If the Ontario government is looking for a good place to cut consumers’ electricity bills, it could start with Ontario Power Generation’s expensive plan to keep the Pickering nuclear generating station in operation beyond 2020, argues economist Brady Yauch, executive director of the Consumer Policy Institute.
“While OPG and the province’s energy planning agency say that keeping the reactors running for four more years will be a net benefit to ratepayers, those ‘benefits’ are built on sand,” he writes in a recent Financial Post op ed. “Feeding this white elephant could easily cost ratepayers more than half a billion dollars.”
OPG’s own studies show that Pickering is one of the least reliable nuclear installations in North America, Yauch notes. “Not only do Pickering’s nuclear reactors perform poorly, but they do so at high cost,” he writes. “The average all-in cost for each unit of power from Pickering is more than 70% higher than power produced at the top-performing nuclear plants across North America,” and “50% more costly than generation at OPG’s other nuclear plant, Darlington.”
He adds that analysis supporting an extended life for Pickering was based on “aggressive” assumptions about competing natural gas prices—and even so, it concluded that Pickering stood a 70% chance of producing a net cost, rather than a net benefit, for consumers. “If a number of other optimistic assumptions in the analysis—regarding operating and capital costs, as well as performance metrics that ignore Pickering’s dismal track record on meeting its own production forecasts—were updated, they would also show that Pickering is more likely to be a drain on ratepayers.”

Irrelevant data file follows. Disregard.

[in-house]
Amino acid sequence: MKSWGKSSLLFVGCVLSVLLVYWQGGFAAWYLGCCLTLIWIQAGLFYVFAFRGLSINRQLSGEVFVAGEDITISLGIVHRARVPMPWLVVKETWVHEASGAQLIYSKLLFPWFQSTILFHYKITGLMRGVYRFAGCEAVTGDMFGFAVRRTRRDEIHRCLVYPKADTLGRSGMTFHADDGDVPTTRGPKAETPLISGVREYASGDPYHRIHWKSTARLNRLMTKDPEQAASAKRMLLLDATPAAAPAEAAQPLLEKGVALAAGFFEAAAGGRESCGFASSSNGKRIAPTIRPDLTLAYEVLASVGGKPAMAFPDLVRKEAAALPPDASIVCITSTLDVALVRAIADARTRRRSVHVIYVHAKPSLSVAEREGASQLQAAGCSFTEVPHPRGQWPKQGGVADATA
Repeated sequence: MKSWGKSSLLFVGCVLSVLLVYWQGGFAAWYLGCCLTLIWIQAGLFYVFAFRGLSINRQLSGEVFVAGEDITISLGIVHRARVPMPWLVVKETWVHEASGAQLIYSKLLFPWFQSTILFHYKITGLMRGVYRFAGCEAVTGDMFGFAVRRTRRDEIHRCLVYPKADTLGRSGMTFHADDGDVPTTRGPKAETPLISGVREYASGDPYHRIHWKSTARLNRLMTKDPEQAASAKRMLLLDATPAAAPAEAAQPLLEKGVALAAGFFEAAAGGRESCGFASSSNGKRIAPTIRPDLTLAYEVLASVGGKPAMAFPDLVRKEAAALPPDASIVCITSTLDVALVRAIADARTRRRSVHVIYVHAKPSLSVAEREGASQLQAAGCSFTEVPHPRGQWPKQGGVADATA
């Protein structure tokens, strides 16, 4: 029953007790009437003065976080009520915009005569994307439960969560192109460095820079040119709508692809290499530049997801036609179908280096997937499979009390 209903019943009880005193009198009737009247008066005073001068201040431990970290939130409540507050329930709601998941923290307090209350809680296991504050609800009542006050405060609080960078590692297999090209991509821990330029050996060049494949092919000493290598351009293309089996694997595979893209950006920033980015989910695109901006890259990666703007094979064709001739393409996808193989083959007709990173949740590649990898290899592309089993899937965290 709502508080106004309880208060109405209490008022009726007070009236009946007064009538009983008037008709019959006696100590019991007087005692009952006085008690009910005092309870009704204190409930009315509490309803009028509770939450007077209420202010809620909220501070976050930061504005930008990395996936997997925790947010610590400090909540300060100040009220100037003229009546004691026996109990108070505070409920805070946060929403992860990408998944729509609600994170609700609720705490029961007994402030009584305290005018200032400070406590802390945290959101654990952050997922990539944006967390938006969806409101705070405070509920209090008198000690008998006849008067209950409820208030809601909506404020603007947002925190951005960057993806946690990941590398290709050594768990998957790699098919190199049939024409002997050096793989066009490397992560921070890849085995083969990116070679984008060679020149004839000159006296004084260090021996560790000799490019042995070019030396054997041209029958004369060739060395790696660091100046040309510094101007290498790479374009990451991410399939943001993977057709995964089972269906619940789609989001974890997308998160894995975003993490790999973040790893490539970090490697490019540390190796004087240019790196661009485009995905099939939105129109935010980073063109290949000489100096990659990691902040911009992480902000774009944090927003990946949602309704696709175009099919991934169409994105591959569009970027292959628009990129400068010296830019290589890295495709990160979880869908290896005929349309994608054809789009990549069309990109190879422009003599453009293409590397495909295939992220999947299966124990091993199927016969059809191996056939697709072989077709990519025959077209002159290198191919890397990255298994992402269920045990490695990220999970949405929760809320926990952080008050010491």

Notwithstanding the relatively positive light Yauch’s assessment places on the Darlington nuclear generating station, the Ontario Clean Air Alliance charged last week that OPG’s Darlington rebuild is already costing more than expected, with work on an operations support building and an auxiliary heating system running 39% and 135% over budget.
“These are not projects with nuclear-level complexity—they are basic infrastructure,” OCAA notes. “Yet OPG, despite all its assurances that things would be different this time, has failed to complete these simple first-stage projects on budget. That does not bode well for what will happen when it begins to tackle the truly complex task of opening up 30-year-old reactors and replacing miles of radioactive tubing and other sensitive components.”
OPG is asking for a 180% rate increase to fund its work at Pickering and Darlington, and “every nuclear project in Ontario’s history has gone massively over-budget—on average by 2.5 times,” OCAA notes.